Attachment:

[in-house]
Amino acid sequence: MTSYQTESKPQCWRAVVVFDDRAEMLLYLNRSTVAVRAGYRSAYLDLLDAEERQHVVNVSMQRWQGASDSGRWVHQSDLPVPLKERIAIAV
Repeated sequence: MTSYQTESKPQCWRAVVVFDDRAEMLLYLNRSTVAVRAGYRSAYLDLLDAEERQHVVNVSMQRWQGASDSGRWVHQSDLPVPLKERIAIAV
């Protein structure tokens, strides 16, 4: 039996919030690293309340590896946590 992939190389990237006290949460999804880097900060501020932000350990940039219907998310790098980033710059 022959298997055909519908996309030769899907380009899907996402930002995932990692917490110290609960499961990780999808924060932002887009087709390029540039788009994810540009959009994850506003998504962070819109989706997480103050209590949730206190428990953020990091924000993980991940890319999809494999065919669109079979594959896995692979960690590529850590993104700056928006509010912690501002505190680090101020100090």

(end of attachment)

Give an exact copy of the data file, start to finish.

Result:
[in-house]
Amino acid sequence: MTSYQTESKPQCWRAVVVFDDRAEMLLYLNRSTVAVRAGYRSAYLDLLDAEERQHVVNVSMQRWQGASDSGRWVHQSDLPVPLKERIAIAV
Repeated sequence: MTSYQTESKPQCWRAVVVFDDRAEMLLYLNRSTVAVRAGYRSAYLDLLDAEERQHVVNVSMQRWQGASDSGRWVHQSDLPVPLKERIAIAV
């Protein structure tokens, strides 16, 4: 039996919030690293309340590896946590 992939190389990237006290949460999804880097900060501020932000350990940039219907998310790098980033710059 022959298997055909519908996309030769899907380009899907996402930002995932990692917490110290609960499961990780999808924060932002887009087709390029540039788009994810540009959009994850506003998504962070819109989706997480103050209590949730206190428990953020990091924000993980991940890319999809494999065919669109079979594959896995692979960690590529850590993104700056928006509010912690501002505190680090101020100090």